But is it really that big a surprise for all of you out there that the one product I'm going to pick as my favorite set of the year is 2011 Topps???

From the time the sell sheets came out in 2010, I had a feeling that this set was going to be awesome.  The design for the base set was great as it was minimal (with an arched name banner along the bottom of the card), the team logo prominently displayed, and the pictures seemed to bring us closer to the action. clean.  The insert sets were actually interesting, even if Topps really had to stretch to get some of their preferred subjects into the Topps 60 set.  I loved that Topps tried to incorporate a bit of their history by highlighting a card from their past 59 years on the back of the card.  One of these days, I will get around to putting the chosen cards online.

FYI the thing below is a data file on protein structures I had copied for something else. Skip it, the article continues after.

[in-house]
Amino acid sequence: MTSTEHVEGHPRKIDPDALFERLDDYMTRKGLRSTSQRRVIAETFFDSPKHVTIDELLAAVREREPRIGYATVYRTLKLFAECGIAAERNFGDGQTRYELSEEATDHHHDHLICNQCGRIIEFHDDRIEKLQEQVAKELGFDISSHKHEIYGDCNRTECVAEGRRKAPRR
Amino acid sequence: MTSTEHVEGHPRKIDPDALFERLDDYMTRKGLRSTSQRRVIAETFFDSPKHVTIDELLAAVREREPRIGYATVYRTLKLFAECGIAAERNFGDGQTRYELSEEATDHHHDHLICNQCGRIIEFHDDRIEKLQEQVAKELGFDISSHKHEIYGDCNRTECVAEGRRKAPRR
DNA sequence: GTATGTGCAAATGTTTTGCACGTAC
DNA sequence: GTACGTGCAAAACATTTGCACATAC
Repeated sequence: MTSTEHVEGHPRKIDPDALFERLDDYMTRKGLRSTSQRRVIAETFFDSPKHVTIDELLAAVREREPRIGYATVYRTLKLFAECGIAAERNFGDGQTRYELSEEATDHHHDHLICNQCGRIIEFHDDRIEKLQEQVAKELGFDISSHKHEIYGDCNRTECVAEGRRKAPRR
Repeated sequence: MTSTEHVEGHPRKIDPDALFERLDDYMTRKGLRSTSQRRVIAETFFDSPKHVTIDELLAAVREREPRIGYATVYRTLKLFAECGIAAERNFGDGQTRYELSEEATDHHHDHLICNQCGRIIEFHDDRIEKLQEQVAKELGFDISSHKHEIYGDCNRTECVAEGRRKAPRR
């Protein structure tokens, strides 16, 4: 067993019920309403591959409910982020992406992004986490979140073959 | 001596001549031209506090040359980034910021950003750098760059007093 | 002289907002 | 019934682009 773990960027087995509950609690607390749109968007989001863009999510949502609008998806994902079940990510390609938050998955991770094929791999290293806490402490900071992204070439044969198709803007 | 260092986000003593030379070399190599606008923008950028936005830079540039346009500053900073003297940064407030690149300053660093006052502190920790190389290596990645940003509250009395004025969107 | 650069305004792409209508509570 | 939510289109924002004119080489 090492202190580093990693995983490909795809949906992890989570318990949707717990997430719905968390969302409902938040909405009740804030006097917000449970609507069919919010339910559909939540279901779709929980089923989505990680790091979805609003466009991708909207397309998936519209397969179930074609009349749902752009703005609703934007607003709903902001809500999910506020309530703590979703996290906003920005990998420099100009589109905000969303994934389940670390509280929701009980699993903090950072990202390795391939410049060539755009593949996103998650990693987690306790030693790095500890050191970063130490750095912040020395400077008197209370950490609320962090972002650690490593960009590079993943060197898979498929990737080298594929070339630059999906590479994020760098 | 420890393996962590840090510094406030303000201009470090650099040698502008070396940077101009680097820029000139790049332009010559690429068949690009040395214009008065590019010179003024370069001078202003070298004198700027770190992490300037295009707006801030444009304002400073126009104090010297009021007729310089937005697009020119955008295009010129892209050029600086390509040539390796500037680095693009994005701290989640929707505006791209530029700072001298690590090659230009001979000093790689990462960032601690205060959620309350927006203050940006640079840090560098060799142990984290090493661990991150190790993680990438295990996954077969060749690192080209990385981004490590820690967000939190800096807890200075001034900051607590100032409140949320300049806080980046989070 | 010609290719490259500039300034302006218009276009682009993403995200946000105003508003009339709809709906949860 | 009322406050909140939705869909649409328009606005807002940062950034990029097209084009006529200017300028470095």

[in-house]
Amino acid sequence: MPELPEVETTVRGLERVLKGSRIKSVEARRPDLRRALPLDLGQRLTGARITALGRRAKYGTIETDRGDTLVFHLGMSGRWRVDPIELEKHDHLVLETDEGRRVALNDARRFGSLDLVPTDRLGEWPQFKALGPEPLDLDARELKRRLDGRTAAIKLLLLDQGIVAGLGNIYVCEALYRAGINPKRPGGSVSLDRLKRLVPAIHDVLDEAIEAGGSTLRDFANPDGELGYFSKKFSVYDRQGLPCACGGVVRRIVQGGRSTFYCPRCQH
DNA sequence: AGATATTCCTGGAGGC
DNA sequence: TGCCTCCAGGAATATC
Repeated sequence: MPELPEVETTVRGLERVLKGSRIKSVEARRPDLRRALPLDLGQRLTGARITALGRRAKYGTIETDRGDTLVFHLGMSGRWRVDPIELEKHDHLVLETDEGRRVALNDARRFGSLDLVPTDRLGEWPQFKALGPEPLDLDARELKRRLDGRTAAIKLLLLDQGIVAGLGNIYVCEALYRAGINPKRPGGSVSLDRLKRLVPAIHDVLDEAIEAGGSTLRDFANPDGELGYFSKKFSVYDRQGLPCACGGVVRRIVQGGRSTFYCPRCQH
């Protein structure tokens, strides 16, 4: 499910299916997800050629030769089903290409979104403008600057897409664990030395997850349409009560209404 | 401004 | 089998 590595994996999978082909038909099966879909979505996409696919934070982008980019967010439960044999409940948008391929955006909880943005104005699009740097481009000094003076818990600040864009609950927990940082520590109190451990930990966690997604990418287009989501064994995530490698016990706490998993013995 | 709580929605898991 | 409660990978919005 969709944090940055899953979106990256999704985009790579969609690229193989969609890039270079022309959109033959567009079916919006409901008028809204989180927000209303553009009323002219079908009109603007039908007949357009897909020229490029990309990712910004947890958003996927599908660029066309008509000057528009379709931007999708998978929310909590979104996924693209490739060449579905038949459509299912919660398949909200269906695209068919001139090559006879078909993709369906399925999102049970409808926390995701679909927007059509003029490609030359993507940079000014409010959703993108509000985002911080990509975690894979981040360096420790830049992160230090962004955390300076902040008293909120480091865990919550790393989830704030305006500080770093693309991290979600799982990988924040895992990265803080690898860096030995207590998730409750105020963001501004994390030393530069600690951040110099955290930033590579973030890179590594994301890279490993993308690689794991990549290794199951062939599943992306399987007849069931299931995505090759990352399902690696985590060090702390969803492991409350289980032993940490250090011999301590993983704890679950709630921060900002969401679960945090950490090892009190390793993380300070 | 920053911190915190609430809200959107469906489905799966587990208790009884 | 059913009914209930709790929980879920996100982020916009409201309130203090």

Yes, there were some things that could have been avoided, like having a regular AND an original back version of the 60 Years of Topps set, which of course was SHORTPRINTED!!!  I didn't like it in 2010, and I really didn't like it now, if only because it meant that there were more cards to find.  Going back to the base set, I didn't see the point of having two cards for each of the All-Star Rookie Team players (one with, and one without the Rookie Cup) short of glorifying Topps' golden boy Stephen Strasburg.  But it was a nice touch that Topps made a second set of cards for each of the other ten players on the team too.  Only drawback here was that meant 11 players were left out of the set.  But then again, Topps has been leaving out many players since 2006 when they felt that 330 card series were the way to go.